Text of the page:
The Prophet (peace be on him) had names for things such as his swords, shields and camel. The Prophet (peace be on him) rode a camel called ‘Al-Qaswa’ during Umrah, which was a very fast and reliable camel. Not all camels can be used for travel – only about 1% can be used for travel and the rest are not that useful.
Ibn Umar reported Allah’s Messenger (peace be on him) as saying:
You would find people like one hundred camels and you would not find even one (camel) fit for riding. (Muslim).
On route to Umrah, Al-Qaswa’ froze three times at a certain place called Al-Hudaibiyah and refused to move. The companions (may Allah be pleased with them) tried calling her and swearing at her to get her to move. The Prophet (peace be on him) stopped them and said:
The One who stopped the elephant from going to Makkah has likewise stopped my camel. By Allah if they ask about anything now that doesn’t breach Allah’s command, I’ll accept it from them (i.e. Quraysh).
So the Prophet (peace be on him) was ready to agree to what the people wanted.
The companions (may Allah be pleased with them) were very upset on hearing the concessions that the Prophet (peace be on him) was willing to make. The contract that was written was known as the Treaty of Hudaibiyah. Some of the changes that Quraysh insisted up and that the Prophet (peace be on him) agreed to included:
1. Quraysh’s refusal to write Bismillah al-Rahman al-Raheem, instead they agreed Bismika Allahumma.
2. Quraysh’s refusal to write ‘Prophet Muhammad’. Instead only agreed to write ‘Muhammad, son of Abdullah’
3. A clause by Quraysh that whoever went from Makkah to Madinah should be sent back. As soon as it was written a man came and asked the Prophet (peace be on him) to let him into Madinah because he was being tortured.
4. The Prophet (peace be on him) was in ihram but they refused to allow him to do umrah this year.
Yet the Prophet (peace be on him) stuck to the treaty. The Prophet (peace be on him) also fulfilled the necessary conditions for being released from ihram without doing Umrah he slaughtered the sacrifices and shaved his head ( peace be upon him). However, the companions (may Allah be pleased with them) were reluctant to obey the Prophet (peace be on him) in this. He consulted his wife (Um Salamah travelled with him on this trip) who advised him to go ahead with what needed to be done and the companions would follow. So the Prophet (peace be on him) slaughtered an animal and shaved his head in order to be released from the ihram, and the companions then followed.
When goodness comes out of pain
Later, the Prophet (peace be on him) said that more people had entered Islam as a result of the Treaty then had in 13-15 years. Hence, you may love something and it’s bad for you and you may hate something and it’s good for you.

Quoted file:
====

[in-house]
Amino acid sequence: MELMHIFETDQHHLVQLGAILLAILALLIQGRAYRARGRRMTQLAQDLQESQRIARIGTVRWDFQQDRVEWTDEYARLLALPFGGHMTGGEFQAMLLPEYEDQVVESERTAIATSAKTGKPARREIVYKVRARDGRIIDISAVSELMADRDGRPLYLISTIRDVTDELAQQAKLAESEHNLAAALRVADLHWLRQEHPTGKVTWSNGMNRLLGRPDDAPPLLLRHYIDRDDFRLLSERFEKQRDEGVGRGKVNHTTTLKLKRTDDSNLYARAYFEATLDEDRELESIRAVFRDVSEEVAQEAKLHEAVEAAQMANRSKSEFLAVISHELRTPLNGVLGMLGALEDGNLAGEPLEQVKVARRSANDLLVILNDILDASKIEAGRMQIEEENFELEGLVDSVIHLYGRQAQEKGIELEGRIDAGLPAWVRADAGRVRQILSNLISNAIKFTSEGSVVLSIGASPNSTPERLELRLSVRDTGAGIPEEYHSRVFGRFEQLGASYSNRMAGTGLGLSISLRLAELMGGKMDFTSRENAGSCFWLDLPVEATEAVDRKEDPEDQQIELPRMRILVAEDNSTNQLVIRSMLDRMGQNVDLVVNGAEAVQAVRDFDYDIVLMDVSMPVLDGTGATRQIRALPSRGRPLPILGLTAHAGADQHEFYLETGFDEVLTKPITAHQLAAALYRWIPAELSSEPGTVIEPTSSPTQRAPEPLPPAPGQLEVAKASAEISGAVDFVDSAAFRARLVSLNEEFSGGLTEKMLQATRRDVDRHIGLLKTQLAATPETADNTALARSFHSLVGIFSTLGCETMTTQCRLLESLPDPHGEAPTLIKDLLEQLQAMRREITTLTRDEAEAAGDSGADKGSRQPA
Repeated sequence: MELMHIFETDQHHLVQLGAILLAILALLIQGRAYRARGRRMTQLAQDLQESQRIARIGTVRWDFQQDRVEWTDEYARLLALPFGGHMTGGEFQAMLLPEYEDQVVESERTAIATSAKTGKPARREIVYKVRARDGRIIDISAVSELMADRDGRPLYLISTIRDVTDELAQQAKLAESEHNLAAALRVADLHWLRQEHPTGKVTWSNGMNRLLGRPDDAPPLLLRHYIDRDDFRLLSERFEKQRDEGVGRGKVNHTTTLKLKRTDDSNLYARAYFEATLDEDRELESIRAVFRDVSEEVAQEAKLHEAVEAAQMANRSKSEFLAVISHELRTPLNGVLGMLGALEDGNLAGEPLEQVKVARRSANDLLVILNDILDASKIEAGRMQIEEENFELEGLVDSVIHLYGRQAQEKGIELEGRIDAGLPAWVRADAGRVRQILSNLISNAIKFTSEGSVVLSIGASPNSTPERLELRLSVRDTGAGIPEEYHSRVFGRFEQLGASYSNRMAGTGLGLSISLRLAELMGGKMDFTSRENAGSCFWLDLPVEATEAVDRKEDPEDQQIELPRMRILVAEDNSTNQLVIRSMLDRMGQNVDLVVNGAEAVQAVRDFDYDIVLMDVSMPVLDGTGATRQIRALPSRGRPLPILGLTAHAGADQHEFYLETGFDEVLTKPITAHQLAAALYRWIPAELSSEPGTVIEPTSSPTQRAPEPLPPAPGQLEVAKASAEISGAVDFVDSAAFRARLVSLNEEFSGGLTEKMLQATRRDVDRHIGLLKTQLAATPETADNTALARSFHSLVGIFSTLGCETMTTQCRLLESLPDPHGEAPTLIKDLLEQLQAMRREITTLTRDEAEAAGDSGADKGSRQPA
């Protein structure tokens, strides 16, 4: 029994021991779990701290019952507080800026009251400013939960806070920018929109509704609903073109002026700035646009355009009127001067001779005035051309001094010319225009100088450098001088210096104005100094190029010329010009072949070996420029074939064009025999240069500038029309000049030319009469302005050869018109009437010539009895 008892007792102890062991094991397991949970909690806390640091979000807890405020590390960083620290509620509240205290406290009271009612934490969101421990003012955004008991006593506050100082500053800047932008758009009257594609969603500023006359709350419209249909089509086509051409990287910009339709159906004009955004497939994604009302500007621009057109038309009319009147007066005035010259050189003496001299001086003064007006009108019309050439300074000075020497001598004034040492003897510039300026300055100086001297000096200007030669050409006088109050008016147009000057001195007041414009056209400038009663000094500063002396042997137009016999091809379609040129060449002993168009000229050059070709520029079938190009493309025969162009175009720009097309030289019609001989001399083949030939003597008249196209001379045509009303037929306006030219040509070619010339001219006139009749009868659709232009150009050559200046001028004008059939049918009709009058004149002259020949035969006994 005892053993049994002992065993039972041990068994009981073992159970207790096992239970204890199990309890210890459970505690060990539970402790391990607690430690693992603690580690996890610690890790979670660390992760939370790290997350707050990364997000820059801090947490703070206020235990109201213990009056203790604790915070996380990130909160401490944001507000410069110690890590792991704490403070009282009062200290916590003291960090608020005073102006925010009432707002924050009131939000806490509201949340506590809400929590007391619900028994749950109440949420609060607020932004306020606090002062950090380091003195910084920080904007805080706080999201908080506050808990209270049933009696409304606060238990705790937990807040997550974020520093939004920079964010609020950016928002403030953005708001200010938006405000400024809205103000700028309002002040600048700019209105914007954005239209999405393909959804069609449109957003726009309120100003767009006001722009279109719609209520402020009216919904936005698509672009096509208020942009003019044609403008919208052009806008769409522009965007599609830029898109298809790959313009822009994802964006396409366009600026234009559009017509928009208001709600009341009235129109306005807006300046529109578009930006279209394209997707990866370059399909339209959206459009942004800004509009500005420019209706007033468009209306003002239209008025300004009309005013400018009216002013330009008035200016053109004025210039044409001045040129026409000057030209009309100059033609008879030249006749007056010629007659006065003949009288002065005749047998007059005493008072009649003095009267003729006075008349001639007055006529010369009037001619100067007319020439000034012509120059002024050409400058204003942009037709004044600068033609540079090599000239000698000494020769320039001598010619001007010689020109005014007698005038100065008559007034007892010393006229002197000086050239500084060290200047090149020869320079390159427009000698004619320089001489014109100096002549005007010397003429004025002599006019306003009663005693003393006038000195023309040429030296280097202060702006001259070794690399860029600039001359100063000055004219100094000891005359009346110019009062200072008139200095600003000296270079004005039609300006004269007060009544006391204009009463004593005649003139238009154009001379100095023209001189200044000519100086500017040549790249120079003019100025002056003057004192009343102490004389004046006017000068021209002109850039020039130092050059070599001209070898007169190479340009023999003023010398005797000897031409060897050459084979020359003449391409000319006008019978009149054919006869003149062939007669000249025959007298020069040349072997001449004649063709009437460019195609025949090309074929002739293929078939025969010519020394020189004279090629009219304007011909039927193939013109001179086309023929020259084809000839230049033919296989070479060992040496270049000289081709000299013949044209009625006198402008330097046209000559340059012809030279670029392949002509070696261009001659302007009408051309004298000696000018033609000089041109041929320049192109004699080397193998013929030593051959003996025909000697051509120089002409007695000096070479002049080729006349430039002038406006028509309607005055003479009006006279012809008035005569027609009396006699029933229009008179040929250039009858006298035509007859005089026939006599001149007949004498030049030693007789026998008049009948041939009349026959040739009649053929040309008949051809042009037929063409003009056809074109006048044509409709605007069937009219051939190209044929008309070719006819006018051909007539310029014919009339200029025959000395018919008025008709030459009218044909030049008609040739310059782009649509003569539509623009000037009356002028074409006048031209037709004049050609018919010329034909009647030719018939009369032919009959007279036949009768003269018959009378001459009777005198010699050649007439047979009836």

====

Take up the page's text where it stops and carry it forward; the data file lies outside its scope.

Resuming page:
When facing a test it is better to say ‘It is a test but I trust Allah Almighty and will do my best’ – this gives you strength. If however you complain and don’t trust Allah Almighty the test will be more painful and its’ pain will show on you.
Whatever comes from Allah Almighty always look at it from the positive side or else you will suffer from it twice, firstly from the test itself and then from the effect of its pain on you. So be positive and realise that everything is from Allah Almighty and this will relieve your suffering.
• The prophets (peace be on them) are alive in their graves. It is a special life called ‘Barzakh life’. Allah Almighty prohibited the earth from swallowing up the bodies of the prophets, messengers and martyrs.
Shaykh Haytham Tamim is the founder and main teacher of the Utrujj Foundation. He has provided a leading vision for Islamic learning in the UK, which has influenced the way Islamic knowledge is disseminated. He has orchestrated the design and delivery of over 200 unique courses since Utrujj started in 2001.His extensive expertise spans over 30 years across the main Islamic jurisprudence schools of thought. He has studied with some of the foremost scholars in their expertise; he holds some of the highest Ijazahs (certificates) in Quran, Hadith (the Prophetic traditions) and Fiqh (Islamic rulings). His own gift for teaching was evident when he gave his first sermon to a large audience at the age of 17 and went on to serve as a senior lecturer of Islamic transactions and comparative jurisprudence at the Islamic University of Beirut (Shariah College).He has continued to teach; travelling around the UK, Europe and wider afield, and won the 2015 BISCA award (British Imams & Scholars Contributions & Achievements Awards) for Outstanding Contribution to Education and Teaching.